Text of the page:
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RPS England supports NHS plan to reduce ‘inappropriate’ prescribing of addictive medicines


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The Royal Pharmaceutical Society (RPS) has backed a new framework from NHS England to reduce inappropriate prescribing of addiction-causing medicines.

It believes that the new framework is a positive step towards improving patient care by supporting medicine reviews and shared decision making to help people reduce their use of medicines that are no longer providing much clinical benefit.

The society has also welcomed investment in innovative approaches to supporting patients and urged all pharmacists to refer people to such schemes.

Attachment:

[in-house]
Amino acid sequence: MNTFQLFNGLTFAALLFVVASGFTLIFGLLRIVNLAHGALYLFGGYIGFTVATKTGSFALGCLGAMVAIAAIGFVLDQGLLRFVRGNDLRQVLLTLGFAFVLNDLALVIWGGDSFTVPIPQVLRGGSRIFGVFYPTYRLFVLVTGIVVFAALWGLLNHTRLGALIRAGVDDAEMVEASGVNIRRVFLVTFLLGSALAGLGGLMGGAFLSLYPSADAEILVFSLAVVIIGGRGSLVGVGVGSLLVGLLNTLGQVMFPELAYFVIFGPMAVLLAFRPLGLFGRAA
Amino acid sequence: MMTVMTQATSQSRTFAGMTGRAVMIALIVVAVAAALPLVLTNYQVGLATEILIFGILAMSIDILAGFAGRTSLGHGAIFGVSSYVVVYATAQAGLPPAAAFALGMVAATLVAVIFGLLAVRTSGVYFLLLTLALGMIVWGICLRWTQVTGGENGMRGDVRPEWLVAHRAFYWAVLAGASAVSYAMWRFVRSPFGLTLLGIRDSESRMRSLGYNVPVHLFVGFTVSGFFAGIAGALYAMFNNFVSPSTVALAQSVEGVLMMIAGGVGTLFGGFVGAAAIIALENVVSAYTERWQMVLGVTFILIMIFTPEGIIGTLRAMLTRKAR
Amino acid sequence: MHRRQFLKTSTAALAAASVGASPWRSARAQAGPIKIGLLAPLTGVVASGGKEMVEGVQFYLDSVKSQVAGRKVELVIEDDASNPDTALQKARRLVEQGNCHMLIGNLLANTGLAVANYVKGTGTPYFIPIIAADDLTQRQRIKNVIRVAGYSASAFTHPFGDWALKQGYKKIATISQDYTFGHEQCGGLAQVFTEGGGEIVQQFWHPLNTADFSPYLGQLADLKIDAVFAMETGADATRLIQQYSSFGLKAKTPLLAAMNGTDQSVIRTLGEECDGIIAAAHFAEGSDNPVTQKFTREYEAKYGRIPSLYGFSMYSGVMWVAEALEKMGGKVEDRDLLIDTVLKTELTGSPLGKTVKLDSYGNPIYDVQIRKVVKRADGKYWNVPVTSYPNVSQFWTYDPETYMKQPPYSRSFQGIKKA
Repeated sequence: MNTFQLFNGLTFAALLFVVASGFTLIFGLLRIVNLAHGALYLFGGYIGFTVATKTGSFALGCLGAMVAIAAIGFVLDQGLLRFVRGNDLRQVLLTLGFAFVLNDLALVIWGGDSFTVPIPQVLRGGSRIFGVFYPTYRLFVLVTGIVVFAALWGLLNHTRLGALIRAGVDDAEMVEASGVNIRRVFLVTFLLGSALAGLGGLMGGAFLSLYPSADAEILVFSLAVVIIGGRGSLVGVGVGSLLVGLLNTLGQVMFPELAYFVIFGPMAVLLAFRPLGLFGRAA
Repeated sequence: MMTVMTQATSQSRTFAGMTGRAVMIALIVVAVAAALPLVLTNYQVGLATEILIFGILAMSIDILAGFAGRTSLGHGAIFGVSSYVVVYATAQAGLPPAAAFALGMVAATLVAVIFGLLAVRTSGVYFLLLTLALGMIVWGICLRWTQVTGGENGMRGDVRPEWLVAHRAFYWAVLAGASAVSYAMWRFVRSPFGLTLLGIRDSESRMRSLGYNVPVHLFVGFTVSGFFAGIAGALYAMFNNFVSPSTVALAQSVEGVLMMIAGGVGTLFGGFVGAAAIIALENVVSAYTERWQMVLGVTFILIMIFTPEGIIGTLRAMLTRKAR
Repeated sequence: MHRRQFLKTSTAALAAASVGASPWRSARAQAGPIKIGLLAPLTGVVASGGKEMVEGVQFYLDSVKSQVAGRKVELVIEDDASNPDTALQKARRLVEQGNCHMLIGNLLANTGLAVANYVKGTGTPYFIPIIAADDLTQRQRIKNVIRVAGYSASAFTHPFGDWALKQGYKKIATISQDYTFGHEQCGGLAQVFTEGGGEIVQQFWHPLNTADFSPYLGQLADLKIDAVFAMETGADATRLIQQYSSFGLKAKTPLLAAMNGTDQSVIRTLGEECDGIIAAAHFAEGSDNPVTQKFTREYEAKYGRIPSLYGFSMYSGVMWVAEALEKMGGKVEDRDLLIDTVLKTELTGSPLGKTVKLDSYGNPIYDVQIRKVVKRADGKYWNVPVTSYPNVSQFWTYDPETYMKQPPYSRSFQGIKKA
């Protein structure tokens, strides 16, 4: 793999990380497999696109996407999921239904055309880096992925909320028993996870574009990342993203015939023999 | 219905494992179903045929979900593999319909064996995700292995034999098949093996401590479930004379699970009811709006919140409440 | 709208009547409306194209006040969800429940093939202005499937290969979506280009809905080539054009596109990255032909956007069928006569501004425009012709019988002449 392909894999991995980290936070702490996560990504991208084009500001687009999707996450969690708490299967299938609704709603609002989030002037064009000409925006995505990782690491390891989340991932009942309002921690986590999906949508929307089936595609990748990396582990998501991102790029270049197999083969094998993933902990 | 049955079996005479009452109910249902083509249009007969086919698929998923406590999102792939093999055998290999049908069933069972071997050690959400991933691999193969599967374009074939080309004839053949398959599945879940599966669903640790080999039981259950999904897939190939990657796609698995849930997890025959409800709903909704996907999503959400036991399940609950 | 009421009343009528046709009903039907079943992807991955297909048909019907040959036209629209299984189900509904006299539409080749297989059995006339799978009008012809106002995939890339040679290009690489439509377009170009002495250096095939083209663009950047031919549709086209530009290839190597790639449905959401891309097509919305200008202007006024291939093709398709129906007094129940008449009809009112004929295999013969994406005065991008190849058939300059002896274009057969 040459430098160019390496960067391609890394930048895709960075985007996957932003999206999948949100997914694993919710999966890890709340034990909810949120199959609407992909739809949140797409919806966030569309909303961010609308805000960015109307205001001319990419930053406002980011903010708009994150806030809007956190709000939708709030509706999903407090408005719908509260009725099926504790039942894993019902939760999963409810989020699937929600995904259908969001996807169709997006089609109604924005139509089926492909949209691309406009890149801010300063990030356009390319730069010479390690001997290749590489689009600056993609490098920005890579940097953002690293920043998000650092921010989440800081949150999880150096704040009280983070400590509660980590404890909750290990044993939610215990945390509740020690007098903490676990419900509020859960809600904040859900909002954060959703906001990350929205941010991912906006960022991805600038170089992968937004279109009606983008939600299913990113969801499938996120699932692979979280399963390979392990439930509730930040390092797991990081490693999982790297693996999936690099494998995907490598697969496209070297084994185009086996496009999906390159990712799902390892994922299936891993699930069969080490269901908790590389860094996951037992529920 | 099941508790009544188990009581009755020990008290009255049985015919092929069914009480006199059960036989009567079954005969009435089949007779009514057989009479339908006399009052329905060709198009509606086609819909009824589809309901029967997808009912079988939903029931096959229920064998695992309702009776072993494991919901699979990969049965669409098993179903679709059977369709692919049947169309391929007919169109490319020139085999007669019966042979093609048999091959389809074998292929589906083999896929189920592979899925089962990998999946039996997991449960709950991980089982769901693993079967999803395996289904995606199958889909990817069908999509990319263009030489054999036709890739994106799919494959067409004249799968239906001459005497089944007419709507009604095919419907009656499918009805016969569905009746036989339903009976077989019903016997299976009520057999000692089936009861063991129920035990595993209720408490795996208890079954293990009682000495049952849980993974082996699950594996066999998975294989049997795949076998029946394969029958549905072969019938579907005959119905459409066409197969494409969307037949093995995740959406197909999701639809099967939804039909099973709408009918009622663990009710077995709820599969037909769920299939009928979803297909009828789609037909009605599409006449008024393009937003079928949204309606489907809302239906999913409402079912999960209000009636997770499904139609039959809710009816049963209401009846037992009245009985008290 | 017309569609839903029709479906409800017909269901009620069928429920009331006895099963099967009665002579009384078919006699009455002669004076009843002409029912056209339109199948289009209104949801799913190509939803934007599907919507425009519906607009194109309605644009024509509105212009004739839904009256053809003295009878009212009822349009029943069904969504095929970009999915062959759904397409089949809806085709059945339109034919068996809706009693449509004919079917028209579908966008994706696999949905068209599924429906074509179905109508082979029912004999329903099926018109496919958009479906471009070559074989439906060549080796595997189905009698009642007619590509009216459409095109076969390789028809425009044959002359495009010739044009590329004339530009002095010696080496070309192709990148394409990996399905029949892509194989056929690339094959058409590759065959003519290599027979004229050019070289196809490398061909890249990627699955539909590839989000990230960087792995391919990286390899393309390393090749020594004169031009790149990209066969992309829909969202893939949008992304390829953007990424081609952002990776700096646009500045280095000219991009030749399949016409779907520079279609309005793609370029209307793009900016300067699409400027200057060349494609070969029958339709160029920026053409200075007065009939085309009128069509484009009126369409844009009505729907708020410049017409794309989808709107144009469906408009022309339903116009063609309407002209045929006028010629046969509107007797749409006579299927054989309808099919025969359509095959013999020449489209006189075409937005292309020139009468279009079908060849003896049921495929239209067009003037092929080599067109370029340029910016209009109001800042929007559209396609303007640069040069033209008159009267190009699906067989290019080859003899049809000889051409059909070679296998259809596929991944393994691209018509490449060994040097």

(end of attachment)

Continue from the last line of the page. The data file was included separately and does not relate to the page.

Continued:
Director for England at RPS, James Davies said: “Pharmacists are well-placed to help reduce inappropriate prescribing of high strength painkillers such as opioids and other addictive medicines.

“Pharmacy teams can also often spot repeat purchases of over the counter medicines by patients so are well placed to intervene and give advice on the management of chronic pain. Whilst opioids can play an important part in helping people with chronic pain there has long been a need for alternative approaches that are safer and more effective for patients.

“Pharmacists can improve patient care by conducting medication reviews to identify instances where opioids, benzodiazepines or other potentially addictive drugs are being prescribed inappropriately or in excessive quantities. They can then work with prescribers to adjust the patient’s medicines to reduce the risk of dependency or other adverse effects.”


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